Illustration by Tony Millionaire

Frans de Waal


How bonobos maintain a peaceful society:
Female dominance

Two elephants walk together at night. (No, this isn’t a joke—it’s a scene from a wildlife reserve in Thailand.) There is heavy rain and the older elephant slips and falls in the mud. She’s unable to get up. The younger elephant, unrelated to her companion, stays with her for most of the night. The next day a group of mahouts, elephant caretakers from the wildlife reserve, try to hoist the elephant up to her feet with braces and ropes. In all the commotion—a crowd has gathered to watch the rescue—the younger elephant remains by the side of her fallen friend. The mahouts and the crowd shout for her to move out of the way, so they can get better leverage. But she won’t budge. Instead, she burrows her head under the body of the other elephant and tries to lift her up. She does this several times, risking injury in the attempts. Incredibly, the elephant appears to recognize that the mahouts want to help rather than hurt her friend. She times her pushes, or so it seemed to me, with the hoisting of the mahouts.

Until recently, biologists thought such complex behavior—behavior with an undeniable moral dimension—was exclusive to human beings. As much as anyone in the world, the primatologist Frans de Waal is responsible for changing this perception. Starting with Chimpanzee Politics[1]de Waal’s fascinating account of the intrigues and machinations of a chimpanzee troupe in the Arnhem Zoo—and continuing through recent books like Good Natured and Our Inner Ape, de Waal has illustrated the uncanny similarities between human beings and our primate relatives. De Waal has not restricted himself to descriptions of behavior, however. He is famous for his willingness to enter into the largely taboo world of animal emotions, where research is routinely dismissed as “anthropomorphizing.” The result is an impressive array of evidence suggesting that we are not the only species to have moral feelings.

De Waal’s research is no friend to human vanity. In the grand tradition of Galileo and Darwin, de Waal provokes those who seek to draw a clear line between human beings and everything else. But his message is an optimistic one. If human morality has deep roots in our evolutionary past, then we can expect it to be more resilient, less susceptible to the contingencies of history. Seeing morality in this light also undermines the view of human beings as inherently selfish—a view that de Waal terms “veneer theory.” Morality, according to veneer theory, is merely a recent cultural invention, a thin veneer that masks our “true” selfish animal nature. De Waal’s criticisms of this theory (which we discuss at some length below) are the topic of his most recent book, Primates and Philosophers. The book is based on lectures de Waal presented at Princeton University, and features responses to his work from four renowned philosophers and authors.

De Waal is also a remarkably hospitable interview subject. When I arrived in the morning I was treated to a tour of the primate center and a bucket of apples to throw to the chimps in their enclosures. (There are very few things I’d rather do than toss apples to chimpanzees.) After the interview, Josh Plotkin,[2] one of de Waal’s graduate students, showed me videos of his work in Thailand—including the video depicting the elephant rescue attempt described above. That evening I was invited to de Waal’s house for a dinner highlighted by his wife, Catherine’s, hitchhiking stories and capped with a shot of “the cognac of tequilas.” The interview itself took place at the Yerkes National Primate Research Center, about forty minutes north of Atlanta.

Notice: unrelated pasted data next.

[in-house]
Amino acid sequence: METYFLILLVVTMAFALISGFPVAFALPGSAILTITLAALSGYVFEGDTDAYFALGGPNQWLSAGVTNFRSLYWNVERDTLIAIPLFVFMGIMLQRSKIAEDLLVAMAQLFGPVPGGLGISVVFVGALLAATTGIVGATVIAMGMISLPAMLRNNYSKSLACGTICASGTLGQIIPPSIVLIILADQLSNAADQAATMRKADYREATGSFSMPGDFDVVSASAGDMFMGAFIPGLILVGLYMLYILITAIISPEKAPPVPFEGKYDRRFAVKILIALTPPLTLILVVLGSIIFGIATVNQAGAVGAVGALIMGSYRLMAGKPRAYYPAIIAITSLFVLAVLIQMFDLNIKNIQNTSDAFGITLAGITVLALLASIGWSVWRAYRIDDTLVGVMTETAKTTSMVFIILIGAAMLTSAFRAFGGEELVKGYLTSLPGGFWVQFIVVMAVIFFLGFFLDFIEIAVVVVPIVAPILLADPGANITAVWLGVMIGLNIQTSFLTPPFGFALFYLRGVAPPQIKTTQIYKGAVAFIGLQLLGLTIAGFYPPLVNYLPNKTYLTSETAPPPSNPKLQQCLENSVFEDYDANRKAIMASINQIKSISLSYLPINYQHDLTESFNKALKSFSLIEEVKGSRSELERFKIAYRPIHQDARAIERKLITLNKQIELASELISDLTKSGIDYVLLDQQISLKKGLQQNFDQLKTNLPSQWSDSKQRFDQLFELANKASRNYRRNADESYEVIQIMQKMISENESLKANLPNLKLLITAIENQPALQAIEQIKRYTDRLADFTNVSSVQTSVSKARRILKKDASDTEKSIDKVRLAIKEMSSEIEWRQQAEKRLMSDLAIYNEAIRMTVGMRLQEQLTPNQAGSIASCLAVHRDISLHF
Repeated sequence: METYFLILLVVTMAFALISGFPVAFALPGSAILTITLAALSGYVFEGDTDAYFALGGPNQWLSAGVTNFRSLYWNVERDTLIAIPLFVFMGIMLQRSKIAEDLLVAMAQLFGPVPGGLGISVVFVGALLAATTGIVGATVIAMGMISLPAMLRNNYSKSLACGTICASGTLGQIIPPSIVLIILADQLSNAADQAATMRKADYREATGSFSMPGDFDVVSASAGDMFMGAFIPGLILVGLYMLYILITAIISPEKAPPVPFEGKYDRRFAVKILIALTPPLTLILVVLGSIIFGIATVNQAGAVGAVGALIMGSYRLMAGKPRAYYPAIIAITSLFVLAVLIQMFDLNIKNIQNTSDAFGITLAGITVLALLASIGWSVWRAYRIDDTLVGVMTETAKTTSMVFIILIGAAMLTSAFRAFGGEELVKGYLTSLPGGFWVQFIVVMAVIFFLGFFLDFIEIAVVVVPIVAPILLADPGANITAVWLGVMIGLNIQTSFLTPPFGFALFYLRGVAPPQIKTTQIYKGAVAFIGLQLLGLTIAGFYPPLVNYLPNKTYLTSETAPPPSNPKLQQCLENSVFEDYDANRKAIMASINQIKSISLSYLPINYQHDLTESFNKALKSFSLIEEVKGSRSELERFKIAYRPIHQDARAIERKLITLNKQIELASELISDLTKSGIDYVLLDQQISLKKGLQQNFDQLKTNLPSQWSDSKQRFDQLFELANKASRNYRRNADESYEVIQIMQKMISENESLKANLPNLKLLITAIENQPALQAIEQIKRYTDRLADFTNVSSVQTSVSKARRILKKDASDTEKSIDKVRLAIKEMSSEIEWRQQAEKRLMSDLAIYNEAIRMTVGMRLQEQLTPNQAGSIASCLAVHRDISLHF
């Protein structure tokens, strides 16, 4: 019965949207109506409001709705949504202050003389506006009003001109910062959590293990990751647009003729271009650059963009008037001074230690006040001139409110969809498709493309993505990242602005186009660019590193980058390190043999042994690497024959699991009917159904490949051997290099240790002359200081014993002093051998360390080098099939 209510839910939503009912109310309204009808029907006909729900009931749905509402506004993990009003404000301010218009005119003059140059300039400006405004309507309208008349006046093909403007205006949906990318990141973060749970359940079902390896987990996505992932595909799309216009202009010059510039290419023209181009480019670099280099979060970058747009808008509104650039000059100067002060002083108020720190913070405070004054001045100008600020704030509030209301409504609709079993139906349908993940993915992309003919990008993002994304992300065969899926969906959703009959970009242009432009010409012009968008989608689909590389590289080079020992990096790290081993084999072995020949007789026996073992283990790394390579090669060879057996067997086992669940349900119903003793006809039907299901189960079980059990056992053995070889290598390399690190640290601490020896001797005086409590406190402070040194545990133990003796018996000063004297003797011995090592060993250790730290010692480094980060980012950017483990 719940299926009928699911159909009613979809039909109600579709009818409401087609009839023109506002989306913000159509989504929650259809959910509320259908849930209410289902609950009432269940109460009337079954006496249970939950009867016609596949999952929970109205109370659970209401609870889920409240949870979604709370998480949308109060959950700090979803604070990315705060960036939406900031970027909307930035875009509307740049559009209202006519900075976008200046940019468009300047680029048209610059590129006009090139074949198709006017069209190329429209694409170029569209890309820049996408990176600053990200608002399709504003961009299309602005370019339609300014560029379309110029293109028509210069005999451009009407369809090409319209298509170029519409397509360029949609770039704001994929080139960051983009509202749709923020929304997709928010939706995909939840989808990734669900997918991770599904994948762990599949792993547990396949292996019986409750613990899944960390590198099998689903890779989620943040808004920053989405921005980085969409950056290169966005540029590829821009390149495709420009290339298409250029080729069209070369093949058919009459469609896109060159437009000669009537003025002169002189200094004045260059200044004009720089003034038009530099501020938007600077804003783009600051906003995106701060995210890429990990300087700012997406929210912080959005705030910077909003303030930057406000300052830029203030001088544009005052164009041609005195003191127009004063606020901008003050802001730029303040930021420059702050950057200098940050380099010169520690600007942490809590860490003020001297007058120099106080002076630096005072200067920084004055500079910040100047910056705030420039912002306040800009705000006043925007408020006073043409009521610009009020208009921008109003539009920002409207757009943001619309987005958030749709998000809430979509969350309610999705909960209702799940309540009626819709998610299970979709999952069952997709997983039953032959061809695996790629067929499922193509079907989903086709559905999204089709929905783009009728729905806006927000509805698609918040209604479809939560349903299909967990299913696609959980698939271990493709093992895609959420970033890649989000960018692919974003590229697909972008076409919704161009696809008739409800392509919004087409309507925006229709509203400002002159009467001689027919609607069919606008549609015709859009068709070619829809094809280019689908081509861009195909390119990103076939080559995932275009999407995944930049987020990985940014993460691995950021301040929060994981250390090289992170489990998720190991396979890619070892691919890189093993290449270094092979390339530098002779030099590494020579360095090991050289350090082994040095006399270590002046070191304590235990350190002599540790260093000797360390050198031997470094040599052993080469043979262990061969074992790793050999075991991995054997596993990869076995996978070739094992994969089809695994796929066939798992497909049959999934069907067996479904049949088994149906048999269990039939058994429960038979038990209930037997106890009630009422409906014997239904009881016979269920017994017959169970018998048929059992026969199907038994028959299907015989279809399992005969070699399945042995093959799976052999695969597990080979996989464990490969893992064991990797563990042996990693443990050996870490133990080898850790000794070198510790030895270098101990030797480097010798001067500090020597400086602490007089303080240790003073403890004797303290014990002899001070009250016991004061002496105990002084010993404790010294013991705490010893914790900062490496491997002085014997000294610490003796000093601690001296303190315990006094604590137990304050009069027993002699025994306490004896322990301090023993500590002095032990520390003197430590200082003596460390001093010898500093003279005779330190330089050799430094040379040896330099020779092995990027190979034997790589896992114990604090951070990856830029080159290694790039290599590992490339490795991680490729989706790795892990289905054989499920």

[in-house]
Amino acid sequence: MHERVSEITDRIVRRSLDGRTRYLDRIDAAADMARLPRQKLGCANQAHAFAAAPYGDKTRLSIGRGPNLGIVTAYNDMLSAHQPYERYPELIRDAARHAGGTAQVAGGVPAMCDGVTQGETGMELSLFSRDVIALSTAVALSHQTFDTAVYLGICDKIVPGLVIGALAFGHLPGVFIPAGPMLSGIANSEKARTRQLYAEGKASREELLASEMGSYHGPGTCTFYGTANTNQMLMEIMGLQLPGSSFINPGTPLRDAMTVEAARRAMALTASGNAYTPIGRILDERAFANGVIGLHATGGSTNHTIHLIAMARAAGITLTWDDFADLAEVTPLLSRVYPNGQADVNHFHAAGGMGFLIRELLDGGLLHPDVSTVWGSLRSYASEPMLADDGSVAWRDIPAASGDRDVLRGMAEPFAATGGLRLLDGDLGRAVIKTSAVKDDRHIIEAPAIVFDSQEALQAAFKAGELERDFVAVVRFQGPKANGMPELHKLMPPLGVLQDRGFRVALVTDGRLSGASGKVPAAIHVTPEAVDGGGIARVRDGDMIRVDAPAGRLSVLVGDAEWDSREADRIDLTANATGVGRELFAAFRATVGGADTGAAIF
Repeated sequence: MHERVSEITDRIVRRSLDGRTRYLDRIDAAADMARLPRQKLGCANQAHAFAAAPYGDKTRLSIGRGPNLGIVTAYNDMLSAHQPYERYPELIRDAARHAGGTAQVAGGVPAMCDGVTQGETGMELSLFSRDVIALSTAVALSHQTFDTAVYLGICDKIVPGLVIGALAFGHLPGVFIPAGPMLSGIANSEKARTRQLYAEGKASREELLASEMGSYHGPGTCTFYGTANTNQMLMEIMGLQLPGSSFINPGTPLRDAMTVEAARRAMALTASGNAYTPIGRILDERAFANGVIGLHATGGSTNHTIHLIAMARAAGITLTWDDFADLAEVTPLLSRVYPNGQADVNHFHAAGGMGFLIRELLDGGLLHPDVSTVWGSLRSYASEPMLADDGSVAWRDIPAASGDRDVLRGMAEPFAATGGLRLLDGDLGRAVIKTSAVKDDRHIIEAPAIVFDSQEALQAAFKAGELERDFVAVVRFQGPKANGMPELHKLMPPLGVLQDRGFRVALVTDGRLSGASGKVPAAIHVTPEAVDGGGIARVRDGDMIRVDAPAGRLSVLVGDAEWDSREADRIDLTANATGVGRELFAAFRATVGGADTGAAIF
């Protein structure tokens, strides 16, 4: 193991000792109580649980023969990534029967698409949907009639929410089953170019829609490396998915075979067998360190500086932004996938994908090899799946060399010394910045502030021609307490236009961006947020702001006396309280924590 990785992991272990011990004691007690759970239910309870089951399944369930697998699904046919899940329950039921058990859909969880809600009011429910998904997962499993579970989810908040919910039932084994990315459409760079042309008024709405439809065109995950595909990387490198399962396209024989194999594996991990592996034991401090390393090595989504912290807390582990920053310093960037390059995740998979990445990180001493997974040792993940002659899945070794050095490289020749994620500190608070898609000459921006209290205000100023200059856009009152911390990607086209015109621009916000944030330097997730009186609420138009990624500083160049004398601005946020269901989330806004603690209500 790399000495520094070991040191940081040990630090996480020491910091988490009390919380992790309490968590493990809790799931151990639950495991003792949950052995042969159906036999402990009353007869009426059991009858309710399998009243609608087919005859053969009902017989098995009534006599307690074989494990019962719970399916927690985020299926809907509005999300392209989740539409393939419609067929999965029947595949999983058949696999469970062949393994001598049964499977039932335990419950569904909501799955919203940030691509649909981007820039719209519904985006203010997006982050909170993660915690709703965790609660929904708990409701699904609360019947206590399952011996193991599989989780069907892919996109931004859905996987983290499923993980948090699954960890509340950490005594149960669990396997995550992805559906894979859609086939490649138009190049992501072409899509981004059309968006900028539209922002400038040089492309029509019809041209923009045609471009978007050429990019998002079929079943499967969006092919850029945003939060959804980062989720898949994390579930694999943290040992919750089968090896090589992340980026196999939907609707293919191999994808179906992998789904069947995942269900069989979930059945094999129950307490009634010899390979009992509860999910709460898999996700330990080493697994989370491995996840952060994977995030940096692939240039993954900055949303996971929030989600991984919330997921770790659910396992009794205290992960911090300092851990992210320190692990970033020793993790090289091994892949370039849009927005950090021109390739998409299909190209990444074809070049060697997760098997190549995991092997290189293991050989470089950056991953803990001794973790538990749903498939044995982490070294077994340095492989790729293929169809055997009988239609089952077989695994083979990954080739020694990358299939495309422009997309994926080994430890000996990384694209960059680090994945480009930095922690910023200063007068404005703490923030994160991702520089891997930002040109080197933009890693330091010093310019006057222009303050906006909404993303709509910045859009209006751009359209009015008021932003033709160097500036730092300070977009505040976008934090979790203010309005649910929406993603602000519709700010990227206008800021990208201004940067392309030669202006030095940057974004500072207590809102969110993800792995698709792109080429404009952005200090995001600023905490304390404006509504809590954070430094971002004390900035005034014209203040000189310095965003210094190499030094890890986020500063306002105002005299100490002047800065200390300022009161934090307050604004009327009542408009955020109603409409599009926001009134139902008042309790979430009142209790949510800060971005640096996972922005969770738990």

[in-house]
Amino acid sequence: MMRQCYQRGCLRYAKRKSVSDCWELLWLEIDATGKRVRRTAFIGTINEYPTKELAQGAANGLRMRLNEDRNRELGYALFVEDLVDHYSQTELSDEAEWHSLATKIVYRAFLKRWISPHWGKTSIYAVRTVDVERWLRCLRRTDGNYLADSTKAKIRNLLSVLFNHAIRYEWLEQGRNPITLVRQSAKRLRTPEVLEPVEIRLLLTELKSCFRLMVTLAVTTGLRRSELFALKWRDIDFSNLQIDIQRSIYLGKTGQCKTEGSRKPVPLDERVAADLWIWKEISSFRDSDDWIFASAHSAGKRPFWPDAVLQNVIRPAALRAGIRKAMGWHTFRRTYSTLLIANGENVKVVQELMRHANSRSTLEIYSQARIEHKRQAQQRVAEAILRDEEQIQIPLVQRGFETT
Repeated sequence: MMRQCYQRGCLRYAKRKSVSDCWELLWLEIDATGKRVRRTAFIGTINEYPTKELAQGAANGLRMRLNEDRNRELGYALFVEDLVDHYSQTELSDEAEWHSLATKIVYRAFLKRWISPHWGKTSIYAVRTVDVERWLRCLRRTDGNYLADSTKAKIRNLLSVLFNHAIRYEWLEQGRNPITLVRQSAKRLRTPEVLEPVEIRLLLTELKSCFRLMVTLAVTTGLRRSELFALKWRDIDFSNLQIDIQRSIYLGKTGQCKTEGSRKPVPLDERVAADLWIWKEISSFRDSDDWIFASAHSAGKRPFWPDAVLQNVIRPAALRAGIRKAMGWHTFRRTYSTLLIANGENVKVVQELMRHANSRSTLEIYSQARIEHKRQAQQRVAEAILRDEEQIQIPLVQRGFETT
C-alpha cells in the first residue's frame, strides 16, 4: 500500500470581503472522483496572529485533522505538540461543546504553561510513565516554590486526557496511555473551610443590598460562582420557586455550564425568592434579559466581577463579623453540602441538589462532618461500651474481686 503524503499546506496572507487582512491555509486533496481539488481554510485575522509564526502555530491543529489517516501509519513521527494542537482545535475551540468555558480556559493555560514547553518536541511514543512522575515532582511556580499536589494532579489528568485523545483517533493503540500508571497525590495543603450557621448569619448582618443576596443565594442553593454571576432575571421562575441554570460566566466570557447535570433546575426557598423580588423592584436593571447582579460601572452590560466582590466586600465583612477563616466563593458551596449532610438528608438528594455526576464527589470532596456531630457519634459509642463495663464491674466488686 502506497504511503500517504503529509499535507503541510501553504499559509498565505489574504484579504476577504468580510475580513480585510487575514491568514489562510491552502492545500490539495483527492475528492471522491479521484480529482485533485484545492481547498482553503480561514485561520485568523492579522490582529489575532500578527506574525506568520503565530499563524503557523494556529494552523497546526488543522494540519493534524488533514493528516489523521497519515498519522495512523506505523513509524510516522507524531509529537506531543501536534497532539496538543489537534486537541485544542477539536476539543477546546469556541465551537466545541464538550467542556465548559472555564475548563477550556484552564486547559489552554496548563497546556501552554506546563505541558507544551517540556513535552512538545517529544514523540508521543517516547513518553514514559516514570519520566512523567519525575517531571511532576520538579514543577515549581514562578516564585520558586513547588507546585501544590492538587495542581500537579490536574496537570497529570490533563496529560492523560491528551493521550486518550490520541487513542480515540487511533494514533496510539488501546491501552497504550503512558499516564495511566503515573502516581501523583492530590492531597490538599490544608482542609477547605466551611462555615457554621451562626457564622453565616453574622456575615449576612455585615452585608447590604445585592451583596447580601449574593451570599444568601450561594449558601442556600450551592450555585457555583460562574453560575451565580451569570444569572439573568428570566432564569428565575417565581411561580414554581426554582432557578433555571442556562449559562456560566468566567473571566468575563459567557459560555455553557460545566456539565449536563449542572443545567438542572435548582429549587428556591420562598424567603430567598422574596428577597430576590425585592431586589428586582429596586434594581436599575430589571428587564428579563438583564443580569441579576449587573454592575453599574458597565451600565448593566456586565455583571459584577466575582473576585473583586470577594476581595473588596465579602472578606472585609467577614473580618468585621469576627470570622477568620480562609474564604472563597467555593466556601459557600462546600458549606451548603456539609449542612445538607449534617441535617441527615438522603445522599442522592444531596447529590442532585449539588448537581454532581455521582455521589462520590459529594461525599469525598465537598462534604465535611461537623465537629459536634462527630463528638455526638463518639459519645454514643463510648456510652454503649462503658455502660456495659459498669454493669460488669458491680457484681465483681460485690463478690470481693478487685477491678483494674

—Tamler Sommers

THE BELIEVER: Why do you want to hesitate if you believe that chimpanzees have gratitude and empathy, indignation, maybe, what we call the moral emotions?

FRANS DE WAAL: They have the moral emotions, yes. You can see gratitude, outrage, a sense of fairness—you can see parallels and equivalences in all the great apes. But to get to morality you need more than just the emotions. So yes, empathy is a good thing to have. And I cannot imagine how humans could have morality without empathy, but what morality adds to that, for example, is what Adam Smith termed the “impartial spectator.” You need to be able to look at a situation, and make a judgment about that situation even though it doesn’t affect you yourself. So I can see an interaction between two humans and say this one is wrong and this one is right. I’m not convinced that chimpanzees have this kind of distance in their judgments. They certainly have judgments about what they do and how they interact with others. And how others treat them. I’m sure they have opinions about that, about how to react to that, but whether they have opinions about more abstract interactions around them and a concept about what kind of society they want to live in. Do they have a concept about fairness between others, or do they only care about fairness for themselves? That kind of distance that you see in human moral reasoning. I’m not sure you’ll find that in a chimpanzee.

We hope you enjoy this excerpt.

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Tamler Sommers is a professor of philosophy at the University of Houston. His collection of interviews, A Very Bad Wizard: Morality Behind the Curtain, is available from Believer Books. He is currently writing a book about cross-cultural perspectives on moral responsibility entitled Relative Justice (Princeton University Press).

Illustration by Tony Millionaire

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